The Dying Place by Luca Veste
DI Murphy and DS Rossi discover the body of known troublemaker Dean Hughes, dumped on the steps of St Mary’s Church in West Derby, Liverpool. His body is covered with the unmistakable marks of torture.
As they hunt for the killer, they discover a worrying pattern. Other teenagers, all young delinquents, have been disappearing without a trace.
Who is clearing the streets of Liverpool?
Where are the other missing boys being held?
And can Murphy and Rossi find them before they meet the same fate as Dean?
This novel is wonderfully crafted in alternating views and alternating timelines. Not a simple task to create for a writer, but it reads easily. You don’t feel as though you are being jerked out of the story at all, it flows naturally.
It starts with a missing, then dead boy and moves to the start of the ‘project’ before we are introduced to DI David Murphy and DS Laura Rossi who we know from Veste’s previous book, Dead Gone.
Murphy and Rossi are investigating the death of a boy found on the steps of the church. It’s a steady investigation, but our attention is held because of the switch to the place the boys are being held. We get to know what is happening and we get to know the why.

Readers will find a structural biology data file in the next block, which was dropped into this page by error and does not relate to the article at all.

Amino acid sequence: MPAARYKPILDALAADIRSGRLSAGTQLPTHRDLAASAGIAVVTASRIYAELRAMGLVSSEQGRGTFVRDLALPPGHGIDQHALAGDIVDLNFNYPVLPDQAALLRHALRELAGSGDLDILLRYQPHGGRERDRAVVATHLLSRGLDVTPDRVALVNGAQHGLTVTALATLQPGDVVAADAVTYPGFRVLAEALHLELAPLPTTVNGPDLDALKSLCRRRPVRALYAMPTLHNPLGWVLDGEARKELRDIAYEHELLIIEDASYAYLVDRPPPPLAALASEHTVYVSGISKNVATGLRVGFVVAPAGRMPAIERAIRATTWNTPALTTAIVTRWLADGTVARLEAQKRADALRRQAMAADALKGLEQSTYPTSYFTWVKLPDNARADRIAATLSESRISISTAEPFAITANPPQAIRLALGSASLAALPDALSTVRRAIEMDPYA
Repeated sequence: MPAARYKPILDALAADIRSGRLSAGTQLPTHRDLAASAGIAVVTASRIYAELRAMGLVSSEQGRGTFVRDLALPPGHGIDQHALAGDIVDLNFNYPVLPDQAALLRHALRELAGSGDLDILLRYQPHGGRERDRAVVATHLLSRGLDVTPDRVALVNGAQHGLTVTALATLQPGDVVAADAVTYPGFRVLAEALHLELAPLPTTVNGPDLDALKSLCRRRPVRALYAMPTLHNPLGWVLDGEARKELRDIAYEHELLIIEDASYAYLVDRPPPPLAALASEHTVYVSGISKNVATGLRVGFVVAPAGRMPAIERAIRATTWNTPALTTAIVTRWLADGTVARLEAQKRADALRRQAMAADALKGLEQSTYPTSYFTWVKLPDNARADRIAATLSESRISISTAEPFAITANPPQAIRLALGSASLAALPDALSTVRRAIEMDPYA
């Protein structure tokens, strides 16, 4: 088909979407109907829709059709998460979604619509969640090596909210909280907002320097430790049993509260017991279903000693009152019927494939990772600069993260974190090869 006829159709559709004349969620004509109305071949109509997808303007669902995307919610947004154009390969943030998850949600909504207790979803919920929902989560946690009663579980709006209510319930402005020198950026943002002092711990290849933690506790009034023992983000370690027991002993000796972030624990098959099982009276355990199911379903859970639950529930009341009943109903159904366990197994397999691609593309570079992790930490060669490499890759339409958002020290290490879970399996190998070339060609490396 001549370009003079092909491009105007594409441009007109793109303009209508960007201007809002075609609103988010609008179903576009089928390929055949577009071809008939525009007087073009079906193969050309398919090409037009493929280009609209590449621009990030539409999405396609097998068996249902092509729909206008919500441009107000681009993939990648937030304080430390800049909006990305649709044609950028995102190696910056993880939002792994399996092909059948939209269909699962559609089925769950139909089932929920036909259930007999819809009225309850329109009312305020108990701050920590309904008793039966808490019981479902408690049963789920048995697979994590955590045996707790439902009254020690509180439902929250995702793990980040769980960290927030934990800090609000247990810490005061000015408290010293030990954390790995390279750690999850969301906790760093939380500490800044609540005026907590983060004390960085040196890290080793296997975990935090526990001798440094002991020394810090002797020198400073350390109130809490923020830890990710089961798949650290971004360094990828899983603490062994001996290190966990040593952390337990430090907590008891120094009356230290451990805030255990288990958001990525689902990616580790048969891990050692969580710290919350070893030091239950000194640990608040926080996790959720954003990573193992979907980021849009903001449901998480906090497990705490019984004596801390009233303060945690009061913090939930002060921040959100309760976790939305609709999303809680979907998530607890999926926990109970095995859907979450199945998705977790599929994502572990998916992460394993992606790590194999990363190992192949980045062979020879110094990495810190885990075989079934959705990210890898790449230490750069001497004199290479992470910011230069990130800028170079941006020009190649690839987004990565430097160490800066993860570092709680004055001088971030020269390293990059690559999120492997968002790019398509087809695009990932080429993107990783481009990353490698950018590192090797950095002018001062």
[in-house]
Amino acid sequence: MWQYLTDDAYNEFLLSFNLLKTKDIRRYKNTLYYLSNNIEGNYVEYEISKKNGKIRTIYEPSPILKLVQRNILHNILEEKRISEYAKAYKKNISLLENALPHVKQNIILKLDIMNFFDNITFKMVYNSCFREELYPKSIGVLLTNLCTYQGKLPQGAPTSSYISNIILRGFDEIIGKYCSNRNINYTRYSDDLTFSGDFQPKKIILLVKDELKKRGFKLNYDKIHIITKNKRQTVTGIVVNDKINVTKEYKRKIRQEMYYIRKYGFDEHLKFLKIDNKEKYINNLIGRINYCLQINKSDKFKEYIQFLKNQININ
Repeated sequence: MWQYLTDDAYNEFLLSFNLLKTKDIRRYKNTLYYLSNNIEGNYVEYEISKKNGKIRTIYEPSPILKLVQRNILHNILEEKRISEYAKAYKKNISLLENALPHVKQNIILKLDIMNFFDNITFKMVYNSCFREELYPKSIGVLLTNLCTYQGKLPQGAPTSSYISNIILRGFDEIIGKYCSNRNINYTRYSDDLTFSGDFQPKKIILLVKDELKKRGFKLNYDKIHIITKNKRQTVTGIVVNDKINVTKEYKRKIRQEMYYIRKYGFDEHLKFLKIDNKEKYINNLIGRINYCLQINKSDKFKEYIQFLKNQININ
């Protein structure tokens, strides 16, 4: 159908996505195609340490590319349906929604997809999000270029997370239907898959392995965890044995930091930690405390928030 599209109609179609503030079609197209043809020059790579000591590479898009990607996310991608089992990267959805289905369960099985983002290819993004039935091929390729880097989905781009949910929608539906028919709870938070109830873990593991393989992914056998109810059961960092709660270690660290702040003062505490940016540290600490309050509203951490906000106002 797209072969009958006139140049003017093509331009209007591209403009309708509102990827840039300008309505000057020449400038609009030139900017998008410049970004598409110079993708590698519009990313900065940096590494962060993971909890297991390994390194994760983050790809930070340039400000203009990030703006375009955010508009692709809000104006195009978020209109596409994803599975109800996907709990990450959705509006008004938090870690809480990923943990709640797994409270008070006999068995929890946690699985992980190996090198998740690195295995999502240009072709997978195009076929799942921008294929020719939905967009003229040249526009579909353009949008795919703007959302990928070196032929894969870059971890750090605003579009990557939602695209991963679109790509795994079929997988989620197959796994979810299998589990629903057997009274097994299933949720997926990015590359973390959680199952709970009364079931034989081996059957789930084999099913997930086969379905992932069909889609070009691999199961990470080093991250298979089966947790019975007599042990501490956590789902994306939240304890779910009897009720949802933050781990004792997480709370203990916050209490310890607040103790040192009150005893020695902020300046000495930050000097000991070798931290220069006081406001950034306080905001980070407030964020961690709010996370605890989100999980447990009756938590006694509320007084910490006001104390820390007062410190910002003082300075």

This makes for an interesting novel as Veste explores the subject of the trouble makers in our youth of today and how they are viewed by society.
As the police investigation progresses and the timeline of the project keep crossing, there are lots of thrills and surprises to keep you on your toes.
Veste doesn’t pull his punches either. Don’t expect a cosy police procedural. It’s a tough subject. Tightly plotted and not written to please, it’s written to keep you turning the pages and leave you gasping in shock. That’s what the crime genre is meant for and this book does it in spades. I’m now looking forward to the next Veste novel.
You can read my thoughts on Dead Gone Here.
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